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The Second Sex Of The Art Market

Female Artists Heavily Underrepresented In German Galleries

 

In the context of our national study on contemporary art galleries in Germany, Berlin-based Institute for Strategy Development (IFSE) conducted a survey amongst contemporary art galleries and analyzed their economic and cultural role as well as the structure of artists they represent. We estimate a total number of 700 contemporary art galleries in Germany, representing over 11,000 artists in total. During our research, we enquired about the gender distribution of artists represented by each gallery. The findings are striking: only 25 percent of all represented artists in German galleries are female; 75 percent male. But this is not only a purely German phenomenon.

 

There is a gender bias in the art field just as in other any other area like work or politics. Even though German administrative organs have introduced ‘equal opportunity commissioners’ (Gleichstellungsbeauftragte) about a decade ago, gender equality is still on its way. With regards to the art world, we find a Wikipedia entry for ‘Women artists’, but none for ‘Male artists’. This circumstance illustrates how gender in the art world is officially neutral, but implicitly male. Does this mean that women are structurally discriminated in the art field? How does this discrimination manifest itself? And what scope of action results from this situation?

 

The paradox about the discourse on ‘women in art’ is that, with this discussion, we are enhancing the position of women as women, thus emphasizing their biological sex over their artistic accomplishments. Some female gallerists[1] or emerging female artists experience a sort of ‘positive discrimination’ in that they are receiving a lot of attention and visibility in the media exactly because they are women. The downside of being a woman in the art world is that women receive less prestigious posts and that women artists earn less with their artistic work. In our study on the situation of artists living and working in Berlin, Studio Berlin II, published in 2011, our survey results showed that only 14 percent of female artists can fully cover their living costs through their artistic work. In contrast, 35 percent of male artists can fully sustain themselves with their selling their artwork. But the condition of female artists in other locations of art isn’t much better: recently published East London Fawcett Art Audit conducted a study amongst 134 London-based commercial galleries. They found that 31 percent of all 3,163 represented artists are female. 78 percent of the galleries represent more men than women, 16 percent of the galleries have a male representation over 80 percent. Only 17 percent of London galleries represent more females than males.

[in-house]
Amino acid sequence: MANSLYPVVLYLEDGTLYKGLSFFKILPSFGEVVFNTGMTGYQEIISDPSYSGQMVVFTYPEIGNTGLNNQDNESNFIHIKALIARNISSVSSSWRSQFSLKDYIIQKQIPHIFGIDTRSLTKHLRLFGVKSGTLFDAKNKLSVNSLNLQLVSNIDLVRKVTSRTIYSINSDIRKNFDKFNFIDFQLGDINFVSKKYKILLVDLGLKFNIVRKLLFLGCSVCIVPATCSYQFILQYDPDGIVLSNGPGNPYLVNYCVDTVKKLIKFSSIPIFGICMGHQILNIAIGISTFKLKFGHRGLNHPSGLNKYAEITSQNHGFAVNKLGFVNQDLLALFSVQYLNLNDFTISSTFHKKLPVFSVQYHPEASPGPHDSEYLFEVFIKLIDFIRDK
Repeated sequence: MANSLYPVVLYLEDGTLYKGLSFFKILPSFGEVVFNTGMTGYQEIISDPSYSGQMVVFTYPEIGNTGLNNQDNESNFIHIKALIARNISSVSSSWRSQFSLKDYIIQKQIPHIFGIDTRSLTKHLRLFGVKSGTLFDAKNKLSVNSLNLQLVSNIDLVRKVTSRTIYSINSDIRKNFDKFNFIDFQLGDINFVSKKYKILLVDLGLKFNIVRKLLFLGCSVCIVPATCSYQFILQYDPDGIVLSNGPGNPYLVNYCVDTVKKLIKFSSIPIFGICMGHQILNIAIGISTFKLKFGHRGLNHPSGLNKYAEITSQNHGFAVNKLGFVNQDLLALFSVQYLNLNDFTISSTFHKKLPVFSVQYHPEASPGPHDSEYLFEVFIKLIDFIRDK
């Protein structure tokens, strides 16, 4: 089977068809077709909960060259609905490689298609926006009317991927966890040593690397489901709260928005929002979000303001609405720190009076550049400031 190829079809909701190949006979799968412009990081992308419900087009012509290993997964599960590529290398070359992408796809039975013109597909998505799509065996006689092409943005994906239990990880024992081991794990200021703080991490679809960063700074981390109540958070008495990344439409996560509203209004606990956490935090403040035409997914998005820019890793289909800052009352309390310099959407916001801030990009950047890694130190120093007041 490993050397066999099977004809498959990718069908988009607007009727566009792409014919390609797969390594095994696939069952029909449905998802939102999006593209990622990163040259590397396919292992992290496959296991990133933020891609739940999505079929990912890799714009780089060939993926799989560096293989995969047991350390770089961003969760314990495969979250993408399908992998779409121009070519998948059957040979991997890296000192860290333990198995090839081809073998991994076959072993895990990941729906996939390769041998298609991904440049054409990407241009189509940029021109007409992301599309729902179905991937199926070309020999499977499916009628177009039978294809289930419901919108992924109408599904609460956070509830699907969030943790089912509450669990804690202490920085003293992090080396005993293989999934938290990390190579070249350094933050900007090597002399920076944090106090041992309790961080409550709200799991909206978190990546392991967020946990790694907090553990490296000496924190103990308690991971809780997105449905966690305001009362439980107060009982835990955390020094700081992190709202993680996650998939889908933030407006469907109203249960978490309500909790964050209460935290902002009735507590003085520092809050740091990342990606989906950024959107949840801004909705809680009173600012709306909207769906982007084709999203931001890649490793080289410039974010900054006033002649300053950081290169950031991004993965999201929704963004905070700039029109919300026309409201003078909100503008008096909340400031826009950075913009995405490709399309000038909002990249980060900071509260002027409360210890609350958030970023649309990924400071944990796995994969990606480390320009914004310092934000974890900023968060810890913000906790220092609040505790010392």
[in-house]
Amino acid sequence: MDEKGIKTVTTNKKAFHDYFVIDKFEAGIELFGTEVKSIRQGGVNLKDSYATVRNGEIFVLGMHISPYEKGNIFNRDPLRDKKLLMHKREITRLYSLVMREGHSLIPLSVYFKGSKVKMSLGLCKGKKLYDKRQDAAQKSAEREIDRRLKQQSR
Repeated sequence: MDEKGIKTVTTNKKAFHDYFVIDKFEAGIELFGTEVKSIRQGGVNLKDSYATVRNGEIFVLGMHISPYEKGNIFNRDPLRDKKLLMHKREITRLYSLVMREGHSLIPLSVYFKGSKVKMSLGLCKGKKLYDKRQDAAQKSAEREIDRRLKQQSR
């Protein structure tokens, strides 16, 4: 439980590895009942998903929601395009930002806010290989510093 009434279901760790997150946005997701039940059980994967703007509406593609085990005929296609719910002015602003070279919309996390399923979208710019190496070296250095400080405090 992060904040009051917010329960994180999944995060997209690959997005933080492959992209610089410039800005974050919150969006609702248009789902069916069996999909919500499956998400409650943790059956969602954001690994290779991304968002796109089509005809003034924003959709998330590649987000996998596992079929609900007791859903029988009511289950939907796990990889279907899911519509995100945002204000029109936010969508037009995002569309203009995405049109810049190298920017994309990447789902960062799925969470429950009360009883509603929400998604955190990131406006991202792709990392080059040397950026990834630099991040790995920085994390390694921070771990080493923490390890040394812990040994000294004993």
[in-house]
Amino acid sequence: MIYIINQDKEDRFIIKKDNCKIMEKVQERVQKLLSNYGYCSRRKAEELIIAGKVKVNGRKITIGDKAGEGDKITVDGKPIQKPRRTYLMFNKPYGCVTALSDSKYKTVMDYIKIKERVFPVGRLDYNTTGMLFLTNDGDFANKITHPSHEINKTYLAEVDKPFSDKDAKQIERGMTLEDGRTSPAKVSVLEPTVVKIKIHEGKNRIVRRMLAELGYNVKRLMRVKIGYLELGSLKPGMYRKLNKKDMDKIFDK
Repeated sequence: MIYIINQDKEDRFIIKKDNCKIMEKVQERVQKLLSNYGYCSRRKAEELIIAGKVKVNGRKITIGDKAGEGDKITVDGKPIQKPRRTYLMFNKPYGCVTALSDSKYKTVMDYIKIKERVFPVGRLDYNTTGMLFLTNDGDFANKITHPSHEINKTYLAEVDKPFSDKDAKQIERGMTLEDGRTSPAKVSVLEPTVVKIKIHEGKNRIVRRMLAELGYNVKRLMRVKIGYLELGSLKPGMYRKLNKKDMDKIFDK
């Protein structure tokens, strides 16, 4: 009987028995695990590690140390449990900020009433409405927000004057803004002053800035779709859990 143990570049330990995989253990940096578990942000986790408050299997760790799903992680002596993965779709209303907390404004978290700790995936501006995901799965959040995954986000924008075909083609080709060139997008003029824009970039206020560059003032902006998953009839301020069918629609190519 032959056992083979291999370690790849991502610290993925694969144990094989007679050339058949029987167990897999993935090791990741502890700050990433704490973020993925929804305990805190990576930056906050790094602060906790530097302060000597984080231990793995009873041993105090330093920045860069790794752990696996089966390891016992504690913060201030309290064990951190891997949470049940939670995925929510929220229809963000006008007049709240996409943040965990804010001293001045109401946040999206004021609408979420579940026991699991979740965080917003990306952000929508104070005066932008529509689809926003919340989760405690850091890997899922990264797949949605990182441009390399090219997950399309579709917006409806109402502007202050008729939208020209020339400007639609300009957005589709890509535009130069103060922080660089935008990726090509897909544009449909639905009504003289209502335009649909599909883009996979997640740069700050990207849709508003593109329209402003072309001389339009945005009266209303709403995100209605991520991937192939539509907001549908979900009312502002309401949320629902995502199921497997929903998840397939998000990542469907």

To be represented by a gallery on a long-term basis is a long and stony path for artists that can take years, sometimes decades, to be accomplished. Older and more established artists often work as gatekeepers introducing young talents to the ‘right crowd’. This selection through formal and informal networks plays a decisive role in the art world. While are there are considerably more explicit ‘female’ networks in the (German) art scene like Ruhr-District-based Frauen und Kunst, Goldrausch Künstlerinnenprojekt art IT from Berlin or Düsseldorfer Künstlerinnen, males organize in informal networks, too. However, they are rarely officially labeled as a ‘male only’ clubs, appearing less focused on gender.